I am grateful to have been able to give my presentation. Looking into the eyes of those listening to me tell my story reminded me of how far I’ve come. I may be in the middle of my story but I’ve travelled a long way from where I started. Hearing the tentative resonance in their voices as they shared their own dreams was rewarding. People are farther along their path than they think they are.
Here is the presentation I gave.
Hi, and welcome to Taking The First Step On The Path To Your Dream where I hope to help you navigate a little closer to the path that will see you live your dream.
It’s not easy but I can attest that it is more than worth it!
My name is Gillian and I am a travel blogger, digital nomad, internet entrepreneur, and serial expat. I have been documenting my travel adventures, mis-steps, and personal journeys on my travel blog One-Giant-Step.com since 2008. More recently I launched TheGlobalBookshelf.com; a place to find books and stories that will take you beyond the guidebook and connect you to your next destination.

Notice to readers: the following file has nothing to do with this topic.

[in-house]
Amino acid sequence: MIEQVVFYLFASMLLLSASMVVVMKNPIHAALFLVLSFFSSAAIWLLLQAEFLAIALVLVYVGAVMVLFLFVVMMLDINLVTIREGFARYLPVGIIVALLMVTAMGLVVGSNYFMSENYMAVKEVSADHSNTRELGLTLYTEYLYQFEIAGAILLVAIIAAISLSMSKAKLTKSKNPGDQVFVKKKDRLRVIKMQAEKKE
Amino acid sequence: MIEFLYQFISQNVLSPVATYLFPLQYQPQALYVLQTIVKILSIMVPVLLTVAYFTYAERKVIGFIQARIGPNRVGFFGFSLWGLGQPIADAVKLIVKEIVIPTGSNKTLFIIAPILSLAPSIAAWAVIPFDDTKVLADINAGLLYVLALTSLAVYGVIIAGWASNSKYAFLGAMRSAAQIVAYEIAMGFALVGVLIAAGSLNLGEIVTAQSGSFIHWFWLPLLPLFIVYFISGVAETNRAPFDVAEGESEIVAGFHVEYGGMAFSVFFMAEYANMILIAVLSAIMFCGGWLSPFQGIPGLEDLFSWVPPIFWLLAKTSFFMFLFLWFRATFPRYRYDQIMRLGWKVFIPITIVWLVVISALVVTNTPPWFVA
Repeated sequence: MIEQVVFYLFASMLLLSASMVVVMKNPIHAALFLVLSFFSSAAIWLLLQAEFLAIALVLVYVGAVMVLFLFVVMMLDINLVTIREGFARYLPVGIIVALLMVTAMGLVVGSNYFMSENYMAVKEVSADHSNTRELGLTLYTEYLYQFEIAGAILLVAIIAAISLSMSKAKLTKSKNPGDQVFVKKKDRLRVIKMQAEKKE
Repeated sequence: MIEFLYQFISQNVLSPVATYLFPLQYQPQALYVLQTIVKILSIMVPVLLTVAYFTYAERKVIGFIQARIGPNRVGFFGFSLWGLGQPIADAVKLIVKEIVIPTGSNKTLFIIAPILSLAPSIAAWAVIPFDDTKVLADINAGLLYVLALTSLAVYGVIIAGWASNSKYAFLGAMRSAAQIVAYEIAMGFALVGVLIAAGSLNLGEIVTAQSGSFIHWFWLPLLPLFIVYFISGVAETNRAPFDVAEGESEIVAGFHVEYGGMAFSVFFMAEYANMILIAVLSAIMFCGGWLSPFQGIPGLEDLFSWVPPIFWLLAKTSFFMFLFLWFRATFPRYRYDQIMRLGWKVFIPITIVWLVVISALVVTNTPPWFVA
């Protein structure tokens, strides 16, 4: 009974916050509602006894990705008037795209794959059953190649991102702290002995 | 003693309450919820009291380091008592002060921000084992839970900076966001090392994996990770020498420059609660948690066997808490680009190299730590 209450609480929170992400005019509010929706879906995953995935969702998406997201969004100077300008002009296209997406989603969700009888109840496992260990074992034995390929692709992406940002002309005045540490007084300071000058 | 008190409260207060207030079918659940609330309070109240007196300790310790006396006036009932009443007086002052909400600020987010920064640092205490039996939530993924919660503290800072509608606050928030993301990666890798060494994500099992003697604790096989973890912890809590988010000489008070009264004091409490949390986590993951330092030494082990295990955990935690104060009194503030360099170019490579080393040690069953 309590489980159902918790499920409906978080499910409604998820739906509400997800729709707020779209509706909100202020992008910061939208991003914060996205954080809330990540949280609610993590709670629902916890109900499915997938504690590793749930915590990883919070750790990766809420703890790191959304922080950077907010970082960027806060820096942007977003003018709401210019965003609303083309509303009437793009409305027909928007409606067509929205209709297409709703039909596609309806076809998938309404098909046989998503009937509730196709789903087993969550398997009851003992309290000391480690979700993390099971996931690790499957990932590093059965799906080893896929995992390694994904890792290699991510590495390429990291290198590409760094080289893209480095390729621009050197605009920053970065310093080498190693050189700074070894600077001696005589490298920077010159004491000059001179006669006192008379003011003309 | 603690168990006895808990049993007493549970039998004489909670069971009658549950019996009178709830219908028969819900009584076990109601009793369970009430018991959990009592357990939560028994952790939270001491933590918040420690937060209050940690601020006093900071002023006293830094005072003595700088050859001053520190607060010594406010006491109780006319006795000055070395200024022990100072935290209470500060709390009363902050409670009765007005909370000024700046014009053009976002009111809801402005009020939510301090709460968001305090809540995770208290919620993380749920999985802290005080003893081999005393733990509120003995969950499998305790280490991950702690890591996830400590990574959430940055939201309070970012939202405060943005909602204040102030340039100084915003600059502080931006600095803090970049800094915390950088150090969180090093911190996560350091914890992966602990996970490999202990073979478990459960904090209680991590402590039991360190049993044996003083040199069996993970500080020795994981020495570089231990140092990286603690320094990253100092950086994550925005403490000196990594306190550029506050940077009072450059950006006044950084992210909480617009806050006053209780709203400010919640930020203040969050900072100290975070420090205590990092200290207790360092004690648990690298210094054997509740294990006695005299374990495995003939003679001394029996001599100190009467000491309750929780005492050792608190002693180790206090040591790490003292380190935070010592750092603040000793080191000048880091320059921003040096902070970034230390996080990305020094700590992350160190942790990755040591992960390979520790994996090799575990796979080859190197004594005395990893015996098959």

Why can I help you get started on the path to your dream? Well, because I did it myself…
In 2008 my partner, Jason, and I were probably not much different from you. We had good jobs, owned a fabulous condo in a renovated heritage house near downtown Victoria, drove a new car, enjoyed time with fabulous friends, rode our badass mountain bikes and generally enjoyed everything that we had worked so hard to achieve.
But there was this niggling. An itch in the back of my mind reminding me that I was going to do something different. I had always wanted to live somewhere else; experience a different culture, challenge myself, and explore the world and yet all the steps I was taking were moving me away from that.